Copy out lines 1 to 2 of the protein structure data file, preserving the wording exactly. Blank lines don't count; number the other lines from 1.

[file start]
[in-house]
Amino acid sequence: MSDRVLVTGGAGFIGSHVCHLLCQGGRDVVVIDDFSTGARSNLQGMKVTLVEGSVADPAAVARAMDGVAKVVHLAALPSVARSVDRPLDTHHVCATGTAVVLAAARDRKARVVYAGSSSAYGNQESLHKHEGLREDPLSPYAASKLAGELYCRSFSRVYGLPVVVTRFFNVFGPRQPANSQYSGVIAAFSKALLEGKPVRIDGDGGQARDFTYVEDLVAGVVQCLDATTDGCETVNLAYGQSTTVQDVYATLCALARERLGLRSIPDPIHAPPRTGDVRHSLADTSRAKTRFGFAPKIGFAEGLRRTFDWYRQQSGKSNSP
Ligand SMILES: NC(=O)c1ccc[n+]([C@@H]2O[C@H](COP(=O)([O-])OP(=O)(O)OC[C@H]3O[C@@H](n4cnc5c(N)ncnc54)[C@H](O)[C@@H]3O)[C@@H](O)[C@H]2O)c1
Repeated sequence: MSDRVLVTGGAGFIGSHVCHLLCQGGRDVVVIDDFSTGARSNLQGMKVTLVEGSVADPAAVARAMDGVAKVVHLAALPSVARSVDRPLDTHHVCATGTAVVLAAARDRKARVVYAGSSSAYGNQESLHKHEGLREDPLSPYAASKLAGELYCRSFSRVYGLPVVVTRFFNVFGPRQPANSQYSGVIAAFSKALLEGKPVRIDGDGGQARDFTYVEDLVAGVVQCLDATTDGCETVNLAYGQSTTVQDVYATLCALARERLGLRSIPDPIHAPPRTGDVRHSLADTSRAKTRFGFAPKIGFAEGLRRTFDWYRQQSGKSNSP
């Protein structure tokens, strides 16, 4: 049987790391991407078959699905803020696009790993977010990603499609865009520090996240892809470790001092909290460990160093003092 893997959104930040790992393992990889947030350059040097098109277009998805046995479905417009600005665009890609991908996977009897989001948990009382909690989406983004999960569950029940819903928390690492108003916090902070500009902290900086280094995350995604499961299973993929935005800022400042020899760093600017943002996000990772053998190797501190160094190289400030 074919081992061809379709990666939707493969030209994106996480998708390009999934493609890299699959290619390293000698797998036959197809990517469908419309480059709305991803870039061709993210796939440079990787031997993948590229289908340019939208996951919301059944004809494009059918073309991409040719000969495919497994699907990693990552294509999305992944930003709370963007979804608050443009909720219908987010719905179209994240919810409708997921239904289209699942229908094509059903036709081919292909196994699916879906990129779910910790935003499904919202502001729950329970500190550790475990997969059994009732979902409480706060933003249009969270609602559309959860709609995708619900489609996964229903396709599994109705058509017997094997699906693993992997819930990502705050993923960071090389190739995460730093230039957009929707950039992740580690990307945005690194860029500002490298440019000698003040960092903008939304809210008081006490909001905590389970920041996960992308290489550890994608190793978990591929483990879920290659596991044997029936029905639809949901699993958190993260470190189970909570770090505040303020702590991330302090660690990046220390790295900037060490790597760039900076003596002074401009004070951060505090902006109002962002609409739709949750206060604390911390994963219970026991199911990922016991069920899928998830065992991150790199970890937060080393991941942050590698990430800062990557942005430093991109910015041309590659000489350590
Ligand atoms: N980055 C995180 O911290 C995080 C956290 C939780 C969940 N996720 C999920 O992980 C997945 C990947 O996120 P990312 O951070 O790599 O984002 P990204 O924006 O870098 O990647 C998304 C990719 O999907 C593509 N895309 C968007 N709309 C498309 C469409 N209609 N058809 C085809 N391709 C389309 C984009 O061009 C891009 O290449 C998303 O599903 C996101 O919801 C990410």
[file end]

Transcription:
[in-house]
Amino acid sequence: MSDRVLVTGGAGFIGSHVCHLLCQGGRDVVVIDDFSTGARSNLQGMKVTLVEGSVADPAAVARAMDGVAKVVHLAALPSVARSVDRPLDTHHVCATGTAVVLAAARDRKARVVYAGSSSAYGNQESLHKHEGLREDPLSPYAASKLAGELYCRSFSRVYGLPVVVTRFFNVFGPRQPANSQYSGVIAAFSKALLEGKPVRIDGDGGQARDFTYVEDLVAGVVQCLDATTDGCETVNLAYGQSTTVQDVYATLCALARERLGLRSIPDPIHAPPRTGDVRHSLADTSRAKTRFGFAPKIGFAEGLRRTFDWYRQQSGKSNSP